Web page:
The initial data-call request by a terminal 12 to a gateway 16 is handled in the same manner as shown in FIG. 7; however, the gateway controller 18 will recognize the call-request as one that the external cellular system cannot handle, whereby it will route the request to another one of its gateways operatively associated with the appropriate external network that can communicate with the appropriate service provider, such as an ISP for internet access, or the PSTN.
Referring to FIGS. 9 through 15, there will be described the four major components of the system 30 of the invention in its capacity as a stand-alone, peer-to-peer, mobile radio networking system, which is operatively connected to any external telecommunications network, such as the switched cellular network, PSTN, the Internet, and the like. There are four specific components defined for the ad-hoc access network, as described hereinabove. The gateway controller 32 (FIG. 14) centralizes all the interworking protocols with the external networks. Terminals 34 can communicate directly with each other, indirectly through routers 36 or gateways 38, and with other networks via the gateway/gateway controller. For the sake of clarity, the functions of the gateway controller are described separately from the gateway, though the gateway controller function may be distributed to the gateways in some network configurations.
The combination of the radio, the base-band modem and the processor that provides the link layer and routing software is the transceiver 40 (FIG. 11), which link layer and routing software form part of a protocol stack, as described in above-mentioned provisional application Ser. No. 60/297,769, filed on Jun. 14, 2001, entitled “Embedded Routing Algorithms under the Internet Protocol Routing Layer in a Software Architecture Protocol Stack”. The transceiver is specified in such a way that different radio spectra and standards may be supported at the physical layer without changing the basic link layer and routing software. The transceiver 40 includes a network interface (NI) which is a computer industry standard such as IEEE-802 Ethernet or PCMIA. The sole purpose of the NI is to support communications with software application components in the terminal or the networking components in the gateway.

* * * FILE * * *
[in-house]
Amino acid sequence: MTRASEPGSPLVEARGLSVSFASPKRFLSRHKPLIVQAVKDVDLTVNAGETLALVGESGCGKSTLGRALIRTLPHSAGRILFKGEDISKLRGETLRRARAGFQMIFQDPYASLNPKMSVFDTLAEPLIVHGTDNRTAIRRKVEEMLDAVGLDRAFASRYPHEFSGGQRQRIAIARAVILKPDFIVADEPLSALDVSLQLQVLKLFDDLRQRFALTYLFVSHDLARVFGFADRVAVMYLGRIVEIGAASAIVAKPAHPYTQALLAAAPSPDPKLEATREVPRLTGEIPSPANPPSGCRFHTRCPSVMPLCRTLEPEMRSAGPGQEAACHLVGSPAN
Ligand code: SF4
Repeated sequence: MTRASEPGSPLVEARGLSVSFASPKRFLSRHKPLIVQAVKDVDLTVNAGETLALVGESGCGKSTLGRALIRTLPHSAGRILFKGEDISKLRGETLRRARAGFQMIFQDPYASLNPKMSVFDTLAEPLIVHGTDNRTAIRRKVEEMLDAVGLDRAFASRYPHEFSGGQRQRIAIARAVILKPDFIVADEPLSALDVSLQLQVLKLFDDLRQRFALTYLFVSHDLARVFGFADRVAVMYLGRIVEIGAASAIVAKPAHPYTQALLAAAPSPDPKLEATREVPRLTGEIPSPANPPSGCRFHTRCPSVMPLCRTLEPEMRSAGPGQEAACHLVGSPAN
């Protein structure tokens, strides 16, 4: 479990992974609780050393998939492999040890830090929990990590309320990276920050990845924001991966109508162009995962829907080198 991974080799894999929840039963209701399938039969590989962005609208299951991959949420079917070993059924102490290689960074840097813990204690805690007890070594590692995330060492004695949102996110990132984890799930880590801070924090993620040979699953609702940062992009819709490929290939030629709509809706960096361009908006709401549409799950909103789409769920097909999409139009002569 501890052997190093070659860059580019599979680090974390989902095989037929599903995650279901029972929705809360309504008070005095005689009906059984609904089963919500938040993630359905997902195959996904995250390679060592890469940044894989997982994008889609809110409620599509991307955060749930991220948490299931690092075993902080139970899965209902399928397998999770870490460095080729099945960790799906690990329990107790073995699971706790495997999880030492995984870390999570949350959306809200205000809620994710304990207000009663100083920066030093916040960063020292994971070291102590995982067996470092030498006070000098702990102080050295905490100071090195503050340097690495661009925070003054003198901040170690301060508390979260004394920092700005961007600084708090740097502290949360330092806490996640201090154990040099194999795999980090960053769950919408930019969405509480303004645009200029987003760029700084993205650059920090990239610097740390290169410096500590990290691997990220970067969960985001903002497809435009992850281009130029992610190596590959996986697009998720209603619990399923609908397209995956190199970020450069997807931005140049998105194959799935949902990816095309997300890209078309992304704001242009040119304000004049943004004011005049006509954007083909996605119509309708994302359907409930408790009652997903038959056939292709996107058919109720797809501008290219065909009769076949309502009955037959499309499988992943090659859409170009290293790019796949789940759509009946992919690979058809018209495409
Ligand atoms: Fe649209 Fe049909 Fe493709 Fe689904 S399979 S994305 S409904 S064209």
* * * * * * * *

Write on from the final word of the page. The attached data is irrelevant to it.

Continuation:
The user terminal 34 (FIG. 12) consists of a transceiver 40 and an application processor, such as a notebook computer or Personal Digital Assistant (PDA). The application processor provides the user interface and software applications that make use of the underlying transport. The user terminal likely has a limited battery-based power supply. A router 36 (FIG. 13) consists of a transceiver 40 with a permanent power supply. The router has specific functions in the deployment of a network, as described hereinbelow. A gateway 38 (FIG. 14) consists of a transceiver 40 and a physical connection to the Wide Area Network (WAN) of the gateway controller 32. It is possible to distribute the functions of the gateway controller to the gateways.
The gateway controller 32 aggregates a number of ad-hoc gateways 38 and provides common services such as interworking gateways, billing, provisioning and other administration functions for a complete network (FIG. 15). The gateway controller 32 consists of an Home Location Register (HRL) or Name Server 50, Media Resource Manager (MRM) 52 which includes hardware such as voice mail, recorded messaging such as all circuits busy, etc., Network Operation Center (NOC) 54 that includes operations for billing, accounting, managing, etc., Call Control 56 for voice mail, call forwarding, etc., or for whatever the subscriber has signed up, TCP/IP Internet connection gateway 58, IS-41/GSM-MAP hardware interface to cellular network 60, PSTN interface connection PCM 62, and wide area network (WAN) 64.
There are a number of ways that ad-hoc terminals 34 can communicate with each other in the design of this interworking. The terminals can communicate directly with each other, they can communicate indirectly through other terminals and/or routers (FIG. 10A), they can communicate though gateways to minimize hops (FIG. 10B), and they can communicate with other telecommunication networks via gateways and gateway controllers (FIG. 10C). At some point, a terminal may move beyond the view of the current gateway and will need to register with a new gateway. The new gateway will go through the same sequence of events as the original gateway, but the gateway controller will, in addition, to updating the temporary address, inform the original gateway to remove the terminal from its Address Register (AR). When a terminal 34 wants to communicate directly with an external network, it will initiate a dialog with its new gateway 38 identifying the destination.
An external network user, such as that of the PSTN, wishing to connect to the terminal 34, has an address that is understandable by that network. The address will resolve to the identity of the gateway controller 38 that owns the terminal. On receipt of an external request, the gateway controller 32 will determine which current gateway 38 the terminal is accessing and provide routing information to the external network to allow a virtual connection to be established with the terminal through the gateway.